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Sneak Peek of Ivy and the Meanstalk

Below are the first three chapters of Ivy and the Meanstalk.  Warning: there are major spoilers for the first book.  If you haven’t yet read Ivy’s Ever After, I suggest you turn back now.  You can read Chapter 1 of that book here.

Chapter 1: Wedding Day Woes

I’m starting to attract bees, Ivy thought ruefully, making shooing motions at the black-and-yellow speck buzzing in the air over her left shoulder.  I wish Drusilla hadn’t insisted on an outdoor reception.

Sighing heavily, the princess stared in dismay at the bulky bridesmaid dress weighing her down like a sack of sour apples, a dress that her deliriously happy fairy godmother had conjured up that very morning. 

“I’ve had it planned for ages,” Drusilla had gushed.  “But I wanted it to be a surprise.  I can’t wait for you to see it.  It’s going to be the most beautiful bridesmaid dress ever!”

Unfortunately for Ivy, Drusilla’s idea of “the most beautiful bridesmaid dress ever” was a huge, poufy gown made entirely of fresh flowers—roses, gardenias, orange blossoms, hyacinth, and a long sash of curly green vine heavy with honeysuckle.  Drusilla had charmed the flowers so that they would remain fresh and sweet-smelling.  As an added touch, the fairy had enchanted over a dozen white butterflies to flutter gracefully around the colorful collection of blossoms, so no matter where Ivy went, she was always at the center of a swarm of bugs.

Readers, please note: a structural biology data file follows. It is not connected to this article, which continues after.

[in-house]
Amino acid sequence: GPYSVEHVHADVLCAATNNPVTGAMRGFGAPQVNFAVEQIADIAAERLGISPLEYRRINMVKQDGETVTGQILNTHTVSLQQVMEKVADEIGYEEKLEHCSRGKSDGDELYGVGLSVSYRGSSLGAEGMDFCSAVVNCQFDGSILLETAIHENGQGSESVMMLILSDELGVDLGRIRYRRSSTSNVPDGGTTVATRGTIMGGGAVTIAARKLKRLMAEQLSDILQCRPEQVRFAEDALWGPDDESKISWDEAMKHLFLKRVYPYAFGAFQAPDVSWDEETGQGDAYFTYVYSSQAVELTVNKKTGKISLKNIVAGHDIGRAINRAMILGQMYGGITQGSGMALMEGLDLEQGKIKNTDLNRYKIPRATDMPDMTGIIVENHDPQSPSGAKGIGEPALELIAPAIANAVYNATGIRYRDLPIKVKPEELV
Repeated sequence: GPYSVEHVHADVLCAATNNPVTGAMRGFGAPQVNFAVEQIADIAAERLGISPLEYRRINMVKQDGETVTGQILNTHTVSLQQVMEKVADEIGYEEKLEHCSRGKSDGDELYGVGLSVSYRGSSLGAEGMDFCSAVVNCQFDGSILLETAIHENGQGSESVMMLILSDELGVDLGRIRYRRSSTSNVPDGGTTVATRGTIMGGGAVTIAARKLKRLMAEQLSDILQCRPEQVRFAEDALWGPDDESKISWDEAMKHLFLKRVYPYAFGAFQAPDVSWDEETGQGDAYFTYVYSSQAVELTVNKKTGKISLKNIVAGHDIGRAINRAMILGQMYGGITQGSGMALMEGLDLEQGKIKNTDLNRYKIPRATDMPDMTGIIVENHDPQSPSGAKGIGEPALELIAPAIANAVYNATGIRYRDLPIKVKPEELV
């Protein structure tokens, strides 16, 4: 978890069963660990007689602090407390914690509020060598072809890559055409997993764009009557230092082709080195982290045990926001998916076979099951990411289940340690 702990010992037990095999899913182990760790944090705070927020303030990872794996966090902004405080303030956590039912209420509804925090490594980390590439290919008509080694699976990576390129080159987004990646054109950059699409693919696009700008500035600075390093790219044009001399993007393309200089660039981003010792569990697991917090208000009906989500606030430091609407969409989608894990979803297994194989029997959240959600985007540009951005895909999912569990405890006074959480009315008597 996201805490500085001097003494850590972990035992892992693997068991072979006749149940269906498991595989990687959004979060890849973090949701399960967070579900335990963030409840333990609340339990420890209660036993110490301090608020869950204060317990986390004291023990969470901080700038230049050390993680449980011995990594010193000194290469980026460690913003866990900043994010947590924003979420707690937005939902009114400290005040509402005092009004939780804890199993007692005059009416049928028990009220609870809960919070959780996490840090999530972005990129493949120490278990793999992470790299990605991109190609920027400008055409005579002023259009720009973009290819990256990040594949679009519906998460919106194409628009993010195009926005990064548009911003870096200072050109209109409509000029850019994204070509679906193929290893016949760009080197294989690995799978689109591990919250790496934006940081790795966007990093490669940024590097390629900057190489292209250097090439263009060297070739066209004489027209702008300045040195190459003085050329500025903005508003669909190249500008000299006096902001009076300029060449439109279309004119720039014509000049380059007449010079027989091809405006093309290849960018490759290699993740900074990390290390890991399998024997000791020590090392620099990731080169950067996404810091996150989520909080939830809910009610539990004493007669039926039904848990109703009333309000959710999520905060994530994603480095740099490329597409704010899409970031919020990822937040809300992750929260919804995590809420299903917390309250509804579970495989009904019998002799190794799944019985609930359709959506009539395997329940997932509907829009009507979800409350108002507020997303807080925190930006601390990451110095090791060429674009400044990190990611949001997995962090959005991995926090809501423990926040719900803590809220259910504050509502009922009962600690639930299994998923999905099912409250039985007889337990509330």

Drusilla had nearly cried the first time she saw Ivy in the dress.  She had said it was as lovely as a field of spring flowers.  Ivy thought it was the most hideous thing she had ever seen, except for maybe the giant spider she had once gotten an extremely close look at when it had tried to eat her.

But Drusilla’s worth it, the princess reminded herself, flooded with a mixture of fondness and resignation.  I want her to have the perfect wedding, even if it means having to wear this nightmare of a dress.

One good thing about having the reception outdoors, besides the glorious spring weather, was that Elridge was able to attend.  Elridge would have never fit inside the castle.  While a relatively small dragon, he still was very nearly the size of the castle’s gatehouse.  But here in the castle garden, he could linger by Ivy’s side and watch wedding guests dance to a lively tune played by a quartet of musicians.

“Mother sends her apologies for not coming,” said Elridge, thumping his tail in time to the music, causing nearby flowerpots to jump every time it struck the ground.  “She’s still not very comfortable spending time in the valley.”  Ivy knew that Elridge’s mother, the fearsome Dragon Queen, was still getting used to the idea that the humans of the valley kingdom of Ardendale were no longer her mortal enemies.